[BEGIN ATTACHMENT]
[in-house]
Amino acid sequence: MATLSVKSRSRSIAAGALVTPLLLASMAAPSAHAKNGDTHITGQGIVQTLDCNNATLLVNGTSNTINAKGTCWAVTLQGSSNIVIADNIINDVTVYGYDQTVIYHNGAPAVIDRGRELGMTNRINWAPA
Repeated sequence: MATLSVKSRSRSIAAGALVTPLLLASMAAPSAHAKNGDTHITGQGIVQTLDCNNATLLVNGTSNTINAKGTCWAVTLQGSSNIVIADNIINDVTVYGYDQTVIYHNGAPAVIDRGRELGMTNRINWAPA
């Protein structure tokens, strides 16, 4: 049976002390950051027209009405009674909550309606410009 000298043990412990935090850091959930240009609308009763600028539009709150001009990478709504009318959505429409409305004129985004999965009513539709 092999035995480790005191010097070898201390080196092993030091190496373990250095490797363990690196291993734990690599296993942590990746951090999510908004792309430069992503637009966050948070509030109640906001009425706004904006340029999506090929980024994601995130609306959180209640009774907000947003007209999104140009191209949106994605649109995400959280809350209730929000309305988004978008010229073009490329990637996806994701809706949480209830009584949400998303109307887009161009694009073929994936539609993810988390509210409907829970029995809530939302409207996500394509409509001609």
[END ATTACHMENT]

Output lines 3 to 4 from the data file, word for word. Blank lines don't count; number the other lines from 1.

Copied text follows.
Repeated sequence: MATLSVKSRSRSIAAGALVTPLLLASMAAPSAHAKNGDTHITGQGIVQTLDCNNATLLVNGTSNTINAKGTCWAVTLQGSSNIVIADNIINDVTVYGYDQTVIYHNGAPAVIDRGRELGMTNRINWAPA
């Protein structure tokens, strides 16, 4: 049976002390950051027209009405009674909550309606410009 000298043990412990935090850091959930240009609308009763600028539009709150001009990478709504009318959505429409409305004129985004999965009513539709 092999035995480790005191010097070898201390080196092993030091190496373990250095490797363990690196291993734990690599296993942590990746951090999510908004792309430069992503637009966050948070509030109640906001009425706004904006340029999506090929980024994601995130609306959180209640009774907000947003007209999104140009191209949106994605649109995400959280809350209730929000309305988004978008010229073009490329990637996806994701809706949480209830009584949400998303109307887009161009694009073929994936539609993810988390509210409907829970029995809530939302409207996500394509409509001609």